What Can Donor Countries Do to Expand Civic Space?

Civil society is fundamental to advancing development and humanitarian assistance efforts. Civil society actors can often be important development and humanitarian actors, ensuring outcomes that are equitable, sustainable, and inclusive. In partnership with international donors, they can also draw on their expertise and connections to local communities to help design and implement programming.

In all too many countries, though, civil society is subject to heavy constraints. Some donor governments have recognized the importance of serving as allies to embattled civil society partners: providing resources to push back against restrictive measures and practices and encouraging partner governments to respect civic freedoms through bilateral exchanges and discussions at international fora. Until now, though, donor governments had lacked systematic guidance on how best to support an enabling environment for civil society. The OECD Development Assistance Committee (DAC), a group of the world’s major donor countries, has now acted to fill this gap.

On July 5, 2021, the DAC adopted the Recommendation on Enabling Civil Society in Development Co-operation and Humanitarian Assistance, their first-ever policy instrument on enabling civil society. The Recommendation, building on years of work by the OECD’s Development Co-operation Directorate (DCD) and civil society partners, identifies 28 key principles that donor governments should follow to respect, protect, and promote civic space; support and engage with civil society; and incentivize civil society organization (CSO) effectiveness, transparency, and accountability.

The Recommendation is short and direct – its key principles are set out in just under 1250 words. They set out a roadmap for donor governments to follow to support civil society in countries and territories where they provide assistance. Full implementation of the Recommendation by DAC members would go a long way towards implementing development effectiveness principles, with a major impact on the enabling environment for civil society in partner countries. The DCD intends to support implementation by working with DAC members and civil society partners to develop guidance for states and reviewing implementation through the OECD peer review mechanism, among other means.

What Donor Countries Can Do Now

DAC members, however, can begin implementing the Recommendation’s provisions immediately. Here are three steps members can take now to begin delivering on the promise of the Recommendation and advance an enabling environment for civil society:

1. Develop enabling policies. DAC members should develop and strengthen policies guiding cooperation with civil society that clearly set out planned engagement to defend civic space.

DAC members could take immediate steps to develop or strengthen civil society policies that clearly set out the centrality of civic space and civil society to their development and humanitarian assistance activities, and which outline a strategy for promoting civic space through these activities.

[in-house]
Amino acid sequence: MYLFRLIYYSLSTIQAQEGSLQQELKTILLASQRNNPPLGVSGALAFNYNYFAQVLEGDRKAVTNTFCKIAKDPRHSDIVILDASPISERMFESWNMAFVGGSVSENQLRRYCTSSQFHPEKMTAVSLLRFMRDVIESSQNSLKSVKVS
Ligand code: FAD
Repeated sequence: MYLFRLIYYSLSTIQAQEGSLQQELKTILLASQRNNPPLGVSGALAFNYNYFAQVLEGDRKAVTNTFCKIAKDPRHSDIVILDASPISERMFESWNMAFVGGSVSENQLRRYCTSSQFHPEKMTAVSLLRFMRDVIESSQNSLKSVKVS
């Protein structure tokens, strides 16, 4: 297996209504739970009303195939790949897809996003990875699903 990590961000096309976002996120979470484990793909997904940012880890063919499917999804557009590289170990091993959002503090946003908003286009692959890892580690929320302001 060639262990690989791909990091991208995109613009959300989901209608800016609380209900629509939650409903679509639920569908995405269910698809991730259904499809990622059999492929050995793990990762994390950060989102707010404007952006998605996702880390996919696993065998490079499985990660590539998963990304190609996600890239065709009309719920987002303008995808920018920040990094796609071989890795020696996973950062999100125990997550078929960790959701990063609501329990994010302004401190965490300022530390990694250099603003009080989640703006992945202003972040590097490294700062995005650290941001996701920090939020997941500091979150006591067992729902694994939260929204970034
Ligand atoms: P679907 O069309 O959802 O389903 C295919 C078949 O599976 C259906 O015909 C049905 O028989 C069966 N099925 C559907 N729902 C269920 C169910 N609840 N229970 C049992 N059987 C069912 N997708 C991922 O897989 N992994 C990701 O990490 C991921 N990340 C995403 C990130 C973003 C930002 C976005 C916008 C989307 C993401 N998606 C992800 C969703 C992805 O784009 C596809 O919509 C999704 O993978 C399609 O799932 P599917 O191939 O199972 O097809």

Some DAC members’ civil society policies already address strategies and actions to expand civic space; notable examples include the policies of Australia, Canada, Denmark, Finland, Ireland, the Netherlands, and Sweden. Even in these cases, there may be scope for inter-governmental learning to strengthen these policies. DAC members may wish to revise existing policies, for example, to incorporate explicit linkages to their diplomatic engagement to expand civic space (as Canada and Finland have done); to specify how civic space will be addressed in dialogues with partner governments (as in the case of Ireland); or to stand up specific assistance programs to foster effective civil society advocacy on civic space issues (as the Netherlands has done). DAC members may even consider developing focused strategies to expand civic space or support civil society participation in policymaking (see, e.g., 2012 and 2017 reports by Denmark and Sweden, respectively). In fact, many of the principles set out in Pillar One of the Recommendation, regarding respecting, protecting, and promoting civic space, might be productively addressed in DAC members’ civil society policies. These include “[s]upport[ing] and engag[ing] with international, regional, and national bodies and initiatives that work to respect, protect, and promote civic space,” “prevent[ing] unintended consequences due to misinterpretation or misapplication of anti-money laundering and counter-terrorism financing standards,” and “[w]ork[ing] with the private sector and independent media … to respect, protect and promote open civic space.”

Donor governments should develop and refine their civil society policies through an open process of consultation with civil society partners, including member-country, international, and partner-country CSOs. By setting down, in writing their priorities and strategies for civil society cooperation and engagement to expand civic space, donor governments can better translate these commitments into action.

2. Strengthen consultation requirements. DAC members should bolster processes and requirements for conducting consultations with civil society on development co-operation and humanitarian assistance projects, including requirements applicable to partner governments.

Most DAC members already conduct consultations with CSOs regarding programs in partner countries, as the OECD and UNDP noted in a 2019 report by the OECD and UNDP. There is room for improvement in this area, though. CSOs report that consultation with donors is generally “episodic, unpredictable and not systematically conducted”; consultations are primarily structured to address donor agendas and priorities; and consultations are not inclusive of a diverse range of CSOs. In its 2020 report, the OECD also notes that DAC member consultations with civil society are mostly held with member-country CSOs, and that dialogues at the partner country level are often held on a parallel basis without coordination, multiplying the demands imposed on local CSOs.